New claims for unemployment benefits dropped more than expected last week to their lowest level in more than two years, suggesting the labor market recovery was gaining strength.
Initial claims for state unemployment benefits fell 34,000 to a seasonally adjusted 388,000, the lowest reading since early July 2008, the Labor Department said on Thursday. That was well below economists' expectations for 415,000.
The prior week's claims figure was revised modestly up to 422,000 from the previously reported 420,000. A Labor Department official said there was nothing unusual in the state-level data and described the report as clean.
This adds to the idea that the jobs picture is improving ... this is another feather in the cap of the idea of recovery, said Adam Sarhan, chief executive of Sarhan Capital in New York.
U.S. Treasury debt prices, already soft before the data, lost more ground, while the dollar pared losses against the yen. S&P stock index futures trimmed losses.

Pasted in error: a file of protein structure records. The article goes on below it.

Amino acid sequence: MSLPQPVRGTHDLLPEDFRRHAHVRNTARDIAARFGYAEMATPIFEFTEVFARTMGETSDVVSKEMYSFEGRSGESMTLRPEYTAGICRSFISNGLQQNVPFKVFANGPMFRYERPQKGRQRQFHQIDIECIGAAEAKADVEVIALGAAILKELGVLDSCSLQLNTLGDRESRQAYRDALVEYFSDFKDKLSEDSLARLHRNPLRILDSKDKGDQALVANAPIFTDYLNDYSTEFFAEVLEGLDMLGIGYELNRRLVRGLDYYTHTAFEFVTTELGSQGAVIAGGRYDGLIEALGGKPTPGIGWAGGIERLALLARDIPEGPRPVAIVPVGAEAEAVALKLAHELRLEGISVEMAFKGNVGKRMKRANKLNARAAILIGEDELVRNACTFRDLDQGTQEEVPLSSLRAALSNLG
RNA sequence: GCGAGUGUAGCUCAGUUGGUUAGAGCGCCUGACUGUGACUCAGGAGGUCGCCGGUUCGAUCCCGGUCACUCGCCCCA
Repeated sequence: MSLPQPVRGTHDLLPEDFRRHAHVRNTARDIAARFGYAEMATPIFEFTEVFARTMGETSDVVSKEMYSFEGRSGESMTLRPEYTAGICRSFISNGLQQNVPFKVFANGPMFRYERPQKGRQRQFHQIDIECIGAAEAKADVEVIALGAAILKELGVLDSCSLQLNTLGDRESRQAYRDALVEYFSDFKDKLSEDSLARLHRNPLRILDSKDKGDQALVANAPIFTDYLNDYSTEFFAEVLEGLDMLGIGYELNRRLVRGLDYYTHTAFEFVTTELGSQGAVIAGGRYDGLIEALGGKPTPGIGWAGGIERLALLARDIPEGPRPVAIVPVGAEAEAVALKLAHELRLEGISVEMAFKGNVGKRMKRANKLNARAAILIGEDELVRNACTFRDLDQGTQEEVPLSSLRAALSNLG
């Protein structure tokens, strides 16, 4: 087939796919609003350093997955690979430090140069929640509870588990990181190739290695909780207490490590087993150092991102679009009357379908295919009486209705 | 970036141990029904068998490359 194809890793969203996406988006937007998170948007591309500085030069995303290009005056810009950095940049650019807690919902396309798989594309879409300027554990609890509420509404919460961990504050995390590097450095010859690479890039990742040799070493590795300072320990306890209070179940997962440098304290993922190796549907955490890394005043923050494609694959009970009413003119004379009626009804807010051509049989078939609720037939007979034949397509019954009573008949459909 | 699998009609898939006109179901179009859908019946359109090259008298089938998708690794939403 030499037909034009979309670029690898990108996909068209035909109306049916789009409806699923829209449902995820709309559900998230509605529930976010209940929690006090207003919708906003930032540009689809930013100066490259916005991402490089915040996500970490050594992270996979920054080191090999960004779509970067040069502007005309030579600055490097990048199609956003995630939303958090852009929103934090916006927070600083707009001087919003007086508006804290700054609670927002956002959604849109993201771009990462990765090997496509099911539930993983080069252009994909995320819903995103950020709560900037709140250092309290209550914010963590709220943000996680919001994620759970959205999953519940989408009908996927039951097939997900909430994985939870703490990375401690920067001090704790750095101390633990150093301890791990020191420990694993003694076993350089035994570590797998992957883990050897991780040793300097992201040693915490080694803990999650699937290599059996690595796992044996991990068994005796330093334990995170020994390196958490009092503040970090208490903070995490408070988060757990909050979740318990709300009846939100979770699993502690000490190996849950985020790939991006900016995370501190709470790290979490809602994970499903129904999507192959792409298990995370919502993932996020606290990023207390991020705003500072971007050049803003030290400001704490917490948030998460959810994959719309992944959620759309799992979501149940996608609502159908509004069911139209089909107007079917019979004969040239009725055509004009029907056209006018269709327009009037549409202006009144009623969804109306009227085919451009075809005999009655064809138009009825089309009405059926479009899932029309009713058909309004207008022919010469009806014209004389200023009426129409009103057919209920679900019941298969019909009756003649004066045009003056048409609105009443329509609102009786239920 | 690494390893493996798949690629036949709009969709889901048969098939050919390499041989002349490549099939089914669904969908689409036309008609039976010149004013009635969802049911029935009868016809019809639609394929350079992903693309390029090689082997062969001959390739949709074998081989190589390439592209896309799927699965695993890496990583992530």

The four-week average of new jobless claims, considered a better measure of underlying labor market trends, fell 12,500 to 414,000, the lowest level since the week ending July 26, 2008.
The steady decline in claims in recent weeks likely indicates the pace of job creation picked up this month, after the Labor Department's non-farm payrolls report showed employers added a paltry 39,000 jobs in November.
The December employment data is due on January 7, and a preliminary Reuters survey shows economists expect non-farm payrolls increased 126,000 this month, but still not enough to significantly reduce the unemployment rate, which is expected to have edged down to 9.7 percent from 9.8 percent in November.
The claims data also showed the number of people still receiving benefits under regular state programs after an initial week of aid rose 57,000 to 4.13 million in the week ended December 18, above market expectations for 4.10 million. The prior week's figure was revised slightly up to 4.07 million.
The so-called continuing claims data covered the survey week for the December employment report's household survey from which the unemployment rate is derived.
The jobless rate is likely to remain elevated as the improving labor market and general economic conditions lure discouraged job seekers back into the labor force.
The number of people on emergency unemployment benefits fell 77,741 to 3.71 million in the week ended December 11, the latest week for which data is available.
A total of 8.87 million people were claiming unemployment benefits during that period under all programs.